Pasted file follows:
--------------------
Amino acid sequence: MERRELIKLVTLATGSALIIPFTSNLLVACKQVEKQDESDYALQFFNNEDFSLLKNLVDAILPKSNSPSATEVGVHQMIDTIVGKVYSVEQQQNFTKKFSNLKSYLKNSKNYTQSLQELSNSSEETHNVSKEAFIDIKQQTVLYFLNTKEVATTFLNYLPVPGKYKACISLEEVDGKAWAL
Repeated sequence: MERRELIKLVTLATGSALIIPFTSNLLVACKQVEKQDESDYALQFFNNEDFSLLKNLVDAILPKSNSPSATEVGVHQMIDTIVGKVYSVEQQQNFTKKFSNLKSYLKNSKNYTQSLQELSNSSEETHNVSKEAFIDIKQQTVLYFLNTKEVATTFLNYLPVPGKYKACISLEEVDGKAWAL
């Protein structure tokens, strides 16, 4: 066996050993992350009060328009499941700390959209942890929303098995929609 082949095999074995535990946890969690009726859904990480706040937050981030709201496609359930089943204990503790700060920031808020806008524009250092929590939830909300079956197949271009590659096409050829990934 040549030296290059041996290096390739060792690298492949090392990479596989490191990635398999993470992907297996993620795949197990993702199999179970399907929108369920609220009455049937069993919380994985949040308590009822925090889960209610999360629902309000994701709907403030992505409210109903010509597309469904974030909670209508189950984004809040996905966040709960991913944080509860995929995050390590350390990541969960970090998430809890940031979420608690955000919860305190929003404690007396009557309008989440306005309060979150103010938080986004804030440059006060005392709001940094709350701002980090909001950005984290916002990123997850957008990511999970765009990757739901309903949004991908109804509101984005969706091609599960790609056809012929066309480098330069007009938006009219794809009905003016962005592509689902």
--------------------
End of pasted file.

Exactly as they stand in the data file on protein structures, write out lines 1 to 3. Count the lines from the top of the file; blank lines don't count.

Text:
Amino acid sequence: MERRELIKLVTLATGSALIIPFTSNLLVACKQVEKQDESDYALQFFNNEDFSLLKNLVDAILPKSNSPSATEVGVHQMIDTIVGKVYSVEQQQNFTKKFSNLKSYLKNSKNYTQSLQELSNSSEETHNVSKEAFIDIKQQTVLYFLNTKEVATTFLNYLPVPGKYKACISLEEVDGKAWAL
Repeated sequence: MERRELIKLVTLATGSALIIPFTSNLLVACKQVEKQDESDYALQFFNNEDFSLLKNLVDAILPKSNSPSATEVGVHQMIDTIVGKVYSVEQQQNFTKKFSNLKSYLKNSKNYTQSLQELSNSSEETHNVSKEAFIDIKQQTVLYFLNTKEVATTFLNYLPVPGKYKACISLEEVDGKAWAL
């Protein structure tokens, strides 16, 4: 066996050993992350009060328009499941700390959209942890929303098995929609 082949095999074995535990946890969690009726859904990480706040937050981030709201496609359930089943204990503790700060920031808020806008524009250092929590939830909300079956197949271009590659096409050829990934 040549030296290059041996290096390739060792690298492949090392990479596989490191990635398999993470992907297996993620795949197990993702199999179970399907929108369920609220009455049937069993919380994985949040308590009822925090889960209610999360629902309000994701709907403030992505409210109903010509597309469904974030909670209508189950984004809040996905966040709960991913944080509860995929995050390590350390990541969960970090998430809890940031979420608690955000919860305190929003404690007396009557309008989440306005309060979150103010938080986004804030440059006060005392709001940094709350701002980090909001950005984290916002990123997850957008990511999970765009990757739901309903949004991908109804509101984005969706091609599960790609056809012929066309480098330069007009938006009219794809009905003016962005592509689902």